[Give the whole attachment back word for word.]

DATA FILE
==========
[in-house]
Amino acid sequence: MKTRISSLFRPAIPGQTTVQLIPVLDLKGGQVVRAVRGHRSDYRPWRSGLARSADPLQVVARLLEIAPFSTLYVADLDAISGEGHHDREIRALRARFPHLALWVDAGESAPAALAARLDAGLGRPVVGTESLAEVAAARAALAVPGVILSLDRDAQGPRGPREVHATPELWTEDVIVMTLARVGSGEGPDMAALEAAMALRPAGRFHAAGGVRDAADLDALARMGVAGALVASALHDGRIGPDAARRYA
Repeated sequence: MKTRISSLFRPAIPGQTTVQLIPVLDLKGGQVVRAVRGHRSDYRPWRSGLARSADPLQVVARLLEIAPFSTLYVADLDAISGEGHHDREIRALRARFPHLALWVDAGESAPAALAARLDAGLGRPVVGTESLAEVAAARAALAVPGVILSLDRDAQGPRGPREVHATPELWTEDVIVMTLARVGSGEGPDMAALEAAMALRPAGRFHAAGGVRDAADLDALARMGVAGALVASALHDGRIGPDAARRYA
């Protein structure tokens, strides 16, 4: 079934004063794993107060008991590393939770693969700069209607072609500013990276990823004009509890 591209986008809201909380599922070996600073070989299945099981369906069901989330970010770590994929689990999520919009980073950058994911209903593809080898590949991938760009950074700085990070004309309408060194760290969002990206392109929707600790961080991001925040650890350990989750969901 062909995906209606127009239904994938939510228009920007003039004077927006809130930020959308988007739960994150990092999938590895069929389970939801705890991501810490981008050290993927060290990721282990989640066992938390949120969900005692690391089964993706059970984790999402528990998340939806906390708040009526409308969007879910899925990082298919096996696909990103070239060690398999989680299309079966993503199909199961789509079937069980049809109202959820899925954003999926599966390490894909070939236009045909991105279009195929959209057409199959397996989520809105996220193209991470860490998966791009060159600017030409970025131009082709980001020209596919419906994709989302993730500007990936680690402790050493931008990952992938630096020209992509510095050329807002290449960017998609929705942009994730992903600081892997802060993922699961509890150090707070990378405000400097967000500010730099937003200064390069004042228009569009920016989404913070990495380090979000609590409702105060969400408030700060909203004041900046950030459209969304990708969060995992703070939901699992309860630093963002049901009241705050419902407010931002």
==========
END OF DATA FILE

[in-house]
Amino acid sequence: MKTRISSLFRPAIPGQTTVQLIPVLDLKGGQVVRAVRGHRSDYRPWRSGLARSADPLQVVARLLEIAPFSTLYVADLDAISGEGHHDREIRALRARFPHLALWVDAGESAPAALAARLDAGLGRPVVGTESLAEVAAARAALAVPGVILSLDRDAQGPRGPREVHATPELWTEDVIVMTLARVGSGEGPDMAALEAAMALRPAGRFHAAGGVRDAADLDALARMGVAGALVASALHDGRIGPDAARRYA
Repeated sequence: MKTRISSLFRPAIPGQTTVQLIPVLDLKGGQVVRAVRGHRSDYRPWRSGLARSADPLQVVARLLEIAPFSTLYVADLDAISGEGHHDREIRALRARFPHLALWVDAGESAPAALAARLDAGLGRPVVGTESLAEVAAARAALAVPGVILSLDRDAQGPRGPREVHATPELWTEDVIVMTLARVGSGEGPDMAALEAAMALRPAGRFHAAGGVRDAADLDALARMGVAGALVASALHDGRIGPDAARRYA
């Protein structure tokens, strides 16, 4: 079934004063794993107060008991590393939770693969700069209607072609500013990276990823004009509890 591209986008809201909380599922070996600073070989299945099981369906069901989330970010770590994929689990999520919009980073950058994911209903593809080898590949991938760009950074700085990070004309309408060194760290969002990206392109929707600790961080991001925040650890350990989750969901 062909995906209606127009239904994938939510228009920007003039004077927006809130930020959308988007739960994150990092999938590895069929389970939801705890991501810490981008050290993927060290990721282990989640066992938390949120969900005692690391089964993706059970984790999402528990998340939806906390708040009526409308969007879910899925990082298919096996696909990103070239060690398999989680299309079966993503199909199961789509079937069980049809109202959820899925954003999926599966390490894909070939236009045909991105279009195929959209057409199959397996989520809105996220193209991470860490998966791009060159600017030409970025131009082709980001020209596919419906994709989302993730500007990936680690402790050493931008990952992938630096020209992509510095050329807002290449960017998609929705942009994730992903600081892997802060993922699961509890150090707070990378405000400097967000500010730099937003200064390069004042228009569009920016989404913070990495380090979000609590409702105060969400408030700060909203004041900046950030459209969304990708969060995992703070939901699992309860630093963002049901009241705050419902407010931002």